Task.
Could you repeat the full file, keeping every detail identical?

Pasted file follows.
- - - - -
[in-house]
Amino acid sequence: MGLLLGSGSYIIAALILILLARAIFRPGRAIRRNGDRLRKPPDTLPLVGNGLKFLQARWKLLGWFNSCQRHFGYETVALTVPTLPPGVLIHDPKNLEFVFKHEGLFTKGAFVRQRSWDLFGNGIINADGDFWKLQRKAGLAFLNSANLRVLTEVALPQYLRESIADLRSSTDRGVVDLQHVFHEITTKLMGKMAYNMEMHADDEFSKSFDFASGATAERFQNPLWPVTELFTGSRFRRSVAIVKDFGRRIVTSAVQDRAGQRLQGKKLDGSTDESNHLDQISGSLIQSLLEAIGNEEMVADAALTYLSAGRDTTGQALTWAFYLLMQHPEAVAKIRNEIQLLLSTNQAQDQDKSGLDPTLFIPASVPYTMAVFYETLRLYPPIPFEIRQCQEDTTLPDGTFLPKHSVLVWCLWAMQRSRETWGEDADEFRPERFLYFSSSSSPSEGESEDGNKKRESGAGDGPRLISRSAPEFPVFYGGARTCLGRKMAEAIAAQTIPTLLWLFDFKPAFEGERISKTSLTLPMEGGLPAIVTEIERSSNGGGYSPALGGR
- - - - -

[in-house]
Amino acid sequence: MGLLLGSGSYIIAALILILLARAIFRPGRAIRRNGDRLRKPPDTLPLVGNGLKFLQARWKLLGWFNSCQRHFGYETVALTVPTLPPGVLIHDPKNLEFVFKHEGLFTKGAFVRQRSWDLFGNGIINADGDFWKLQRKAGLAFLNSANLRVLTEVALPQYLRESIADLRSSTDRGVVDLQHVFHEITTKLMGKMAYNMEMHADDEFSKSFDFASGATAERFQNPLWPVTELFTGSRFRRSVAIVKDFGRRIVTSAVQDRAGQRLQGKKLDGSTDESNHLDQISGSLIQSLLEAIGNEEMVADAALTYLSAGRDTTGQALTWAFYLLMQHPEAVAKIRNEIQLLLSTNQAQDQDKSGLDPTLFIPASVPYTMAVFYETLRLYPPIPFEIRQCQEDTTLPDGTFLPKHSVLVWCLWAMQRSRETWGEDADEFRPERFLYFSSSSSPSEGESEDGNKKRESGAGDGPRLISRSAPEFPVFYGGARTCLGRKMAEAIAAQTIPTLLWLFDFKPAFEGERISKTSLTLPMEGGLPAIVTEIERSSNGGGYSPALGGR